I am trying to calculate the Christoffel symbols in polar coordinates, and I am confused on one step. Given that I am here, for example:

$$\Gamma_{r \theta}^{\theta}=\frac{1}{2} g^{\alpha \theta}\left(g_{\alpha r, \theta}+g_{\alpha \theta, r}-g_{r \theta, \alpha}\right)$$

How do I know which of $$r$$ or $$\theta$$ to plug into $$\alpha$$? I know that $$g^{r \theta} = 0$$ and $$g^{\theta \theta} = 1/r^2$$, and I know the equation ends up being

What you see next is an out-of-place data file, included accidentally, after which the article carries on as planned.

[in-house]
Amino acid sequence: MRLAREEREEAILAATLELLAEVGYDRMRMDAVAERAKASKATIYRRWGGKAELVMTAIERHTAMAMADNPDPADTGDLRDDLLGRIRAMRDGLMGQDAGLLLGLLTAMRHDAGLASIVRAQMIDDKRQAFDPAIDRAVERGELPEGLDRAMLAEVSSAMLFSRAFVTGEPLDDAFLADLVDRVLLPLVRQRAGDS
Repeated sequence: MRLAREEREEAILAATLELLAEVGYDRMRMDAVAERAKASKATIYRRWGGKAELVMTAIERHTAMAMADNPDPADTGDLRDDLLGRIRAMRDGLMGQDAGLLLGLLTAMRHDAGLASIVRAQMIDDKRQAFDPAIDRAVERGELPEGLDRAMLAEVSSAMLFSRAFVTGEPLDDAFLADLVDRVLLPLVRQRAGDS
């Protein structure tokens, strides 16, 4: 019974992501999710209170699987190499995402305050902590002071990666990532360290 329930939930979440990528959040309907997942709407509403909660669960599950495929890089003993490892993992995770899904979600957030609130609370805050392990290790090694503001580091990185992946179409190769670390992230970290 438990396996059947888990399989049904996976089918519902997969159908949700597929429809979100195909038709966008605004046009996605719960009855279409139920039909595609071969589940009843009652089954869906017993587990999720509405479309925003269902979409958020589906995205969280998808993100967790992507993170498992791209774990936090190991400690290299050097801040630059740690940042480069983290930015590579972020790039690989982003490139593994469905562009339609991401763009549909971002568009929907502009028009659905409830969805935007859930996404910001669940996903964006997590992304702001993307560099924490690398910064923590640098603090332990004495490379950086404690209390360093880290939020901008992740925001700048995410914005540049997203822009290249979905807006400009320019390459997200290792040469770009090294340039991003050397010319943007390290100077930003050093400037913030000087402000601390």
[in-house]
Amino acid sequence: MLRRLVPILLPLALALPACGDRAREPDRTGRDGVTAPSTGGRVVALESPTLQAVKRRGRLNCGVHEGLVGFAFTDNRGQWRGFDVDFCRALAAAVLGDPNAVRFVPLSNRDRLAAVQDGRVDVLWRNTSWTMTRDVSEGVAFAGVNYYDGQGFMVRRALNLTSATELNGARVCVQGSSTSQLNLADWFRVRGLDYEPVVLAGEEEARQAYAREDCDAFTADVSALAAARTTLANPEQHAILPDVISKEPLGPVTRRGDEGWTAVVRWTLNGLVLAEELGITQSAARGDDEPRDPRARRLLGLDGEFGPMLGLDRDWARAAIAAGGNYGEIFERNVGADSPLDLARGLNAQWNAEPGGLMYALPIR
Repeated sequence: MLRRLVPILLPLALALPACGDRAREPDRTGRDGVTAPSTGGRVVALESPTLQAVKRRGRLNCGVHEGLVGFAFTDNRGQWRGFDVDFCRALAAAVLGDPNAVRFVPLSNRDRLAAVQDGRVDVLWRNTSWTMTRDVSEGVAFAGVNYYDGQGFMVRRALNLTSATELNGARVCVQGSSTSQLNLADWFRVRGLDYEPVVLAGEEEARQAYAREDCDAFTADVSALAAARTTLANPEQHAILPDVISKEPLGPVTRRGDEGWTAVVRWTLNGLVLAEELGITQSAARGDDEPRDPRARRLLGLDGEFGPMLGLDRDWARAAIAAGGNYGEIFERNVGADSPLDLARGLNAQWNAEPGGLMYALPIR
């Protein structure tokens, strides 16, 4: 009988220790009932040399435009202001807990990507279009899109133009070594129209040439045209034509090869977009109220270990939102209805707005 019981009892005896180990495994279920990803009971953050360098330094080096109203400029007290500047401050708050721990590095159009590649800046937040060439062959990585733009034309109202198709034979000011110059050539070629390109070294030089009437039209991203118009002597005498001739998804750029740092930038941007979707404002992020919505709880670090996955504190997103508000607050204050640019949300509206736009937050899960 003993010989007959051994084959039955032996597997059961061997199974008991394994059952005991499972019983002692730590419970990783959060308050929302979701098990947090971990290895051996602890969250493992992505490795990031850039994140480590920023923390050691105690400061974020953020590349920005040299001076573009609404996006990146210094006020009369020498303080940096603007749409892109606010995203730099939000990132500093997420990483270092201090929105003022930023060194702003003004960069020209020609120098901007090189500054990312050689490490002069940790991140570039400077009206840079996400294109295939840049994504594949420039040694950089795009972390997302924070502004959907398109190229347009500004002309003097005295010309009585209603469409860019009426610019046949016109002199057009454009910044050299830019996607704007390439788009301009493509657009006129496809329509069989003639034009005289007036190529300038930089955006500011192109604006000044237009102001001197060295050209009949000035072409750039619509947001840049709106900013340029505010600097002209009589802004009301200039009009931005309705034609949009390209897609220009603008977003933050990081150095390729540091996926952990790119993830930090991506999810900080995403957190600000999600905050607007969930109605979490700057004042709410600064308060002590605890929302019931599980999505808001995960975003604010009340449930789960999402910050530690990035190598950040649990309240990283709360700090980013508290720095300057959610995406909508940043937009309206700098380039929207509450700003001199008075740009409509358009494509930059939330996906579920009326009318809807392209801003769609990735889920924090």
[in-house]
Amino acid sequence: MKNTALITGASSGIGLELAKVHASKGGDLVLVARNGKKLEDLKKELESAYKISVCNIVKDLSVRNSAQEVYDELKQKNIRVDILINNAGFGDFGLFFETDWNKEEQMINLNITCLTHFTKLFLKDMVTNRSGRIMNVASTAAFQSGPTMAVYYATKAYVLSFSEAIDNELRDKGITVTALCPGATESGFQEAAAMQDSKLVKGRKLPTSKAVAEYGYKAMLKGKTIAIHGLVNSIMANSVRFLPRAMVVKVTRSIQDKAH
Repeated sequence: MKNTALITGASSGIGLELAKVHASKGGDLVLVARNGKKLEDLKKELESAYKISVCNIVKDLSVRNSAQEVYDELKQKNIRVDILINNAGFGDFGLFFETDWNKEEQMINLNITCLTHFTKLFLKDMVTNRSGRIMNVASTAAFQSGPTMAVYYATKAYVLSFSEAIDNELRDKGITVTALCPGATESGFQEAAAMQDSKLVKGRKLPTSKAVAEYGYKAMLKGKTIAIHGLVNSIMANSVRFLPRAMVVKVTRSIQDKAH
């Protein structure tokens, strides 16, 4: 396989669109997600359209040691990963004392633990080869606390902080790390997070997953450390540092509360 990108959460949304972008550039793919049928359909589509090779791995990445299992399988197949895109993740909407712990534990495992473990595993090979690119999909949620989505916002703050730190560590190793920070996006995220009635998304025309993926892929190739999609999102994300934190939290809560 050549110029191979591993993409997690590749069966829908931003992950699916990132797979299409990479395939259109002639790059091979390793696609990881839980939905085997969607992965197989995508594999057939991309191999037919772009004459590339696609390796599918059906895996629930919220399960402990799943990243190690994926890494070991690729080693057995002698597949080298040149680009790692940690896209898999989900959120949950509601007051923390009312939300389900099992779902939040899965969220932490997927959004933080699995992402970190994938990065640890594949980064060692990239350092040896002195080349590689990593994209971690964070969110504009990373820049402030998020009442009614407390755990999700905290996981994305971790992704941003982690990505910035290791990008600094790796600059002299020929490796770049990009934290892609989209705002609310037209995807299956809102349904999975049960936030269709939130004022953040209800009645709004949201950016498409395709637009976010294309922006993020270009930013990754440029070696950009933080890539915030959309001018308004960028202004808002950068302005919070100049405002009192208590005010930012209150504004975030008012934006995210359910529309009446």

$$\Gamma_{r \theta}^{\theta}=\frac{1}{2 r^{2}}\left(g_{\theta r, \theta}+g_{\theta \theta, r}-g_{r \theta, \theta}\right)$$

but why was $$\theta$$ chosen in place of $$\alpha$$? It seems that both $$\theta$$ and $$r$$ are equally arbitrary choices here since $$\Gamma_{r \theta}^{\theta}$$ does not contain an $$\alpha$$ index. How do I know which coordinate to place in this spot generally speaking?

• – jacob1729 Sep 24 at 21:45

The index $$\alpha$$ is actually a dummy index. You are using the Einstein summation convention, this means you need to expand the terms, for example $$g^{\alpha \theta} g_{\alpha r ,r} = g^{r \theta} g_{r r,r} + g^{\theta \theta} g_{\theta r,r}.$$ If you do this for all three terms and plug in the metric you should get the right result.